Project88 Reports Vietnam Covers Up Officials Involved in Trafficking Ring

Project88 Reports Vietnam Covers Up Officials Involved in Trafficking Ring
Graphic: The Vietnamese Magazine.

Key events:

  • Project88: Vietnam Covers Up Officials Involved in Trafficking Cases
  • President Vladimir Putin Visits Vietnam, Shares Vision for Developing “Reliable Security Architecture”
  • Members of a Banned Organization Receive Combined 24 Years in Prison on ‘Subversion’ Charges

Project88: Vietnam Covers Up Officials Involved in Trafficking Cases

Project88, a human rights group that works to promote freedom of speech in Vietnam, released a new report on June 20, which says that Hanoi has intentionally and intensively covered up criminal proceedings that involve government officials who have been implicated in human trafficking cases.

The advocacy group said that they had obtained relevant confidential documents and directives issued by the Vietnamese authorities that provided instructions to give misleading information to the U.S. State Department regarding the country’s efforts to combat human trafficking activities and its intention to make legal reforms. Vietnam has allegedly falsified its report on tackling human trafficking to improve its ranking in the State Department’s annual Trafficking in Persons (TIP) report.

In the 2022 TIP report, the State Department downgraded Vietnam to Tier 3, its lowest level, since Vietnamese diplomats and officials involved in trafficking rings were not held accountable for their misconduct. At the same time, the report underscored Hanoi’s political motivation in lobbying the U.S. to lift its ranking to Tier 2 in 2023. For example, Vietnam supported Washington’s candidacy for Director General of the International Organization for Migration. In other words, the elevation is a result of Hanoi’s lobbying attempt and does not reflect its genuine efforts to tackle human trafficking.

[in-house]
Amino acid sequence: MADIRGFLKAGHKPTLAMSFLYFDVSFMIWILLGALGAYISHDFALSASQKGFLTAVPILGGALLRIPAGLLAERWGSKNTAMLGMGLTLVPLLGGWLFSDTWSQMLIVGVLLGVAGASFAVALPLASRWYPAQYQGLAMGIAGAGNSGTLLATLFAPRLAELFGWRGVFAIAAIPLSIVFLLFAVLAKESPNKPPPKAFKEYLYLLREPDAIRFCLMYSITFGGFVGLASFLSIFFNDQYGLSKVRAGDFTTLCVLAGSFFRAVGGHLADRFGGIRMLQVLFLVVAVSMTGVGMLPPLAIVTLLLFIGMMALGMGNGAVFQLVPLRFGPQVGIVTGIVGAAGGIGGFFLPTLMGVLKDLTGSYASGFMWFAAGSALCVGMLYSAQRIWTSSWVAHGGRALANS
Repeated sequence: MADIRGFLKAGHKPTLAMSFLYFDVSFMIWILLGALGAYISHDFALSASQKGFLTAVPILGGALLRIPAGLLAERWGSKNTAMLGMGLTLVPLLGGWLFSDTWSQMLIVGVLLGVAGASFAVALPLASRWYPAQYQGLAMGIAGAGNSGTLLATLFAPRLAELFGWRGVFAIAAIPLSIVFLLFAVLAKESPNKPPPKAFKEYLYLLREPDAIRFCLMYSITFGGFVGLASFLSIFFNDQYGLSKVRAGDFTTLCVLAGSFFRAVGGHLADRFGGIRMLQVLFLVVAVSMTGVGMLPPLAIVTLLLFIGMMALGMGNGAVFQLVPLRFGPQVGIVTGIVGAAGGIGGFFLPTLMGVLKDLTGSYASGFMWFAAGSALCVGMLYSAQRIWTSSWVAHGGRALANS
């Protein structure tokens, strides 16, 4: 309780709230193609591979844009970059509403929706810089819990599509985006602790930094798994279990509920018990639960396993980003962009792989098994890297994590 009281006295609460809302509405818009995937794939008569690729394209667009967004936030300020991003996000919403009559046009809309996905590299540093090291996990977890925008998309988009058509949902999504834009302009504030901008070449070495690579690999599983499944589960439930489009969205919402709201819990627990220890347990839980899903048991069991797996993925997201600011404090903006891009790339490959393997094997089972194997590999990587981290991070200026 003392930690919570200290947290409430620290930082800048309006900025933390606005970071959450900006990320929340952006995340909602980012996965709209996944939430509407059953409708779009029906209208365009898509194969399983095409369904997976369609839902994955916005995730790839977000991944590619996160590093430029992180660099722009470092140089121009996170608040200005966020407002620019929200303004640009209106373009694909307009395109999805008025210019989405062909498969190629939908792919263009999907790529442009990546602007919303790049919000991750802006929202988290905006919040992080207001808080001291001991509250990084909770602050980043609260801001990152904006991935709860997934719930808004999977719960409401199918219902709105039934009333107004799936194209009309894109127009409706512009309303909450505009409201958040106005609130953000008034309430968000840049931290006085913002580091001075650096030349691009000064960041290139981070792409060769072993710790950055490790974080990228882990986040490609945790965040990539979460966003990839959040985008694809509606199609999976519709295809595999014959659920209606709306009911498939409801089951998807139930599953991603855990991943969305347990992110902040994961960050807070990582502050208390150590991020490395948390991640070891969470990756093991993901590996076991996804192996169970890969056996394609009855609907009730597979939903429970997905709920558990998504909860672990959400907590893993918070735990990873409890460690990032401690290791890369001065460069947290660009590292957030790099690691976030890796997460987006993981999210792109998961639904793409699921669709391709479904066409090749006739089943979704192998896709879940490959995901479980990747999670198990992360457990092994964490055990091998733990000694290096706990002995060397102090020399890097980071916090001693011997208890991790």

Notably, an internal letter that Maj. Gen. Dang Hong Duc wrote, a public security official, shows that the Ministry of Public Security has worked with public prosecutors and judges to cover up the criminal proceedings of officials involved in trafficking cases in Hanoi’s submission of its anti-trafficking report to the State Department. In the letter, Maj. Gen. Duc raises an alarm that Washington could use the TIP report as leverage to intervene and influence the country’s decision-making in issues that benefit the U.S., such as trade and energy.

Vladimir Putin Visits Vietnam, Shares Vision for Developing “Reliable Security Architecture”

Russian President Vladimir Putin met with senior Vietnamese leaders in Hanoi on June 20, including the newly appointed President To Lam, during a state visit hailed by state media as a crucial milestone in deepening the comprehensive strategic partnership between both countries “across all fields.” To Lam received Putin at the Presidential Palace, where a ceremonial welcome with 21 cannon salutes was fired before they reviewed the honor guard and held official talks.